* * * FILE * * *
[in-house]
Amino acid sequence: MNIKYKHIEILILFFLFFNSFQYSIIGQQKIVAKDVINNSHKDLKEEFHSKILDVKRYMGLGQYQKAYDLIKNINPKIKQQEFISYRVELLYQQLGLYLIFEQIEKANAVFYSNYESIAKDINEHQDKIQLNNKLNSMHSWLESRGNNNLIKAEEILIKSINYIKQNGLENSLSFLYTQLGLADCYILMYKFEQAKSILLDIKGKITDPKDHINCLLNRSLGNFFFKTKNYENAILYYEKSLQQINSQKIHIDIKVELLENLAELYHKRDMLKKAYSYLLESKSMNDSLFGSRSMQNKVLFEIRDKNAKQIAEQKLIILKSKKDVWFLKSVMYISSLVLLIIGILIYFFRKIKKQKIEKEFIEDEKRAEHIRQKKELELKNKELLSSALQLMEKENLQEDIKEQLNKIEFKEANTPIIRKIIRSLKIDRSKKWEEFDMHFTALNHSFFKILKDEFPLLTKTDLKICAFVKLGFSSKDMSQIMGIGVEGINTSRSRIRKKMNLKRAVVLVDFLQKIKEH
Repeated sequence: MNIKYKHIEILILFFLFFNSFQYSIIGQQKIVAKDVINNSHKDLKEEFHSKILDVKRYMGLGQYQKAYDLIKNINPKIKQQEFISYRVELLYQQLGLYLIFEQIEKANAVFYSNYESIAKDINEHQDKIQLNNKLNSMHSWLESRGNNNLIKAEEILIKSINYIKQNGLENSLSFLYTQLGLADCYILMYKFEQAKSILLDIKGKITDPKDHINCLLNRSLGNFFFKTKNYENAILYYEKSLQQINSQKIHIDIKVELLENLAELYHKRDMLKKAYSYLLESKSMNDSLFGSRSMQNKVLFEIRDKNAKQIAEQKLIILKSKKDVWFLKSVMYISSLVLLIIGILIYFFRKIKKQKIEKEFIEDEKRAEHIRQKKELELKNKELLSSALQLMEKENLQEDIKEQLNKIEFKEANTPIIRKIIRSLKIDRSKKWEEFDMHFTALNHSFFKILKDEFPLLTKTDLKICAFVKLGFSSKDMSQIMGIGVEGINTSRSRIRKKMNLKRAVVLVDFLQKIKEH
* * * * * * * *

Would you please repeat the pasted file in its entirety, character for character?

[in-house]
Amino acid sequence: MNIKYKHIEILILFFLFFNSFQYSIIGQQKIVAKDVINNSHKDLKEEFHSKILDVKRYMGLGQYQKAYDLIKNINPKIKQQEFISYRVELLYQQLGLYLIFEQIEKANAVFYSNYESIAKDINEHQDKIQLNNKLNSMHSWLESRGNNNLIKAEEILIKSINYIKQNGLENSLSFLYTQLGLADCYILMYKFEQAKSILLDIKGKITDPKDHINCLLNRSLGNFFFKTKNYENAILYYEKSLQQINSQKIHIDIKVELLENLAELYHKRDMLKKAYSYLLESKSMNDSLFGSRSMQNKVLFEIRDKNAKQIAEQKLIILKSKKDVWFLKSVMYISSLVLLIIGILIYFFRKIKKQKIEKEFIEDEKRAEHIRQKKELELKNKELLSSALQLMEKENLQEDIKEQLNKIEFKEANTPIIRKIIRSLKIDRSKKWEEFDMHFTALNHSFFKILKDEFPLLTKTDLKICAFVKLGFSSKDMSQIMGIGVEGINTSRSRIRKKMNLKRAVVLVDFLQKIKEH
Repeated sequence: MNIKYKHIEILILFFLFFNSFQYSIIGQQKIVAKDVINNSHKDLKEEFHSKILDVKRYMGLGQYQKAYDLIKNINPKIKQQEFISYRVELLYQQLGLYLIFEQIEKANAVFYSNYESIAKDINEHQDKIQLNNKLNSMHSWLESRGNNNLIKAEEILIKSINYIKQNGLENSLSFLYTQLGLADCYILMYKFEQAKSILLDIKGKITDPKDHINCLLNRSLGNFFFKTKNYENAILYYEKSLQQINSQKIHIDIKVELLENLAELYHKRDMLKKAYSYLLESKSMNDSLFGSRSMQNKVLFEIRDKNAKQIAEQKLIILKSKKDVWFLKSVMYISSLVLLIIGILIYFFRKIKKQKIEKEFIEDEKRAEHIRQKKELELKNKELLSSALQLMEKENLQEDIKEQLNKIEFKEANTPIIRKIIRSLKIDRSKKWEEFDMHFTALNHSFFKILKDEFPLLTKTDLKICAFVKLGFSSKDMSQIMGIGVEGINTSRSRIRKKMNLKRAVVLVDFLQKIKEH